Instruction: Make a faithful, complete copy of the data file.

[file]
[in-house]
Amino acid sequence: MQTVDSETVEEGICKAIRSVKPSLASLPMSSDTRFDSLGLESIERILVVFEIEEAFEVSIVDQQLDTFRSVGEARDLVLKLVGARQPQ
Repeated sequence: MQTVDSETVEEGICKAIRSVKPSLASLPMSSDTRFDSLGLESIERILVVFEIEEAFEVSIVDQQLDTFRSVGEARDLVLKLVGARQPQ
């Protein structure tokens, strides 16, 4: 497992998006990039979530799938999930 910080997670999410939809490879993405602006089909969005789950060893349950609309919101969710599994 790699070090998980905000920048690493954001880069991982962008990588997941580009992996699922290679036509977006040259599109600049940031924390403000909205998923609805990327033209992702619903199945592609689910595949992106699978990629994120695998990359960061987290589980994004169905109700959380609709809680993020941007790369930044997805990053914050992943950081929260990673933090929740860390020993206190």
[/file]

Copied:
[in-house]
Amino acid sequence: MQTVDSETVEEGICKAIRSVKPSLASLPMSSDTRFDSLGLESIERILVVFEIEEAFEVSIVDQQLDTFRSVGEARDLVLKLVGARQPQ
Repeated sequence: MQTVDSETVEEGICKAIRSVKPSLASLPMSSDTRFDSLGLESIERILVVFEIEEAFEVSIVDQQLDTFRSVGEARDLVLKLVGARQPQ
């Protein structure tokens, strides 16, 4: 497992998006990039979530799938999930 910080997670999410939809490879993405602006089909969005789950060893349950609309919101969710599994 790699070090998980905000920048690493954001880069991982962008990588997941580009992996699922290679036509977006040259599109600049940031924390403000909205998923609805990327033209992702619903199945592609689910595949992106699978990629994120695998990359960061987290589980994004169905109700959380609709809680993020941007790369930044997805990053914050992943950081929260990673933090929740860390020993206190």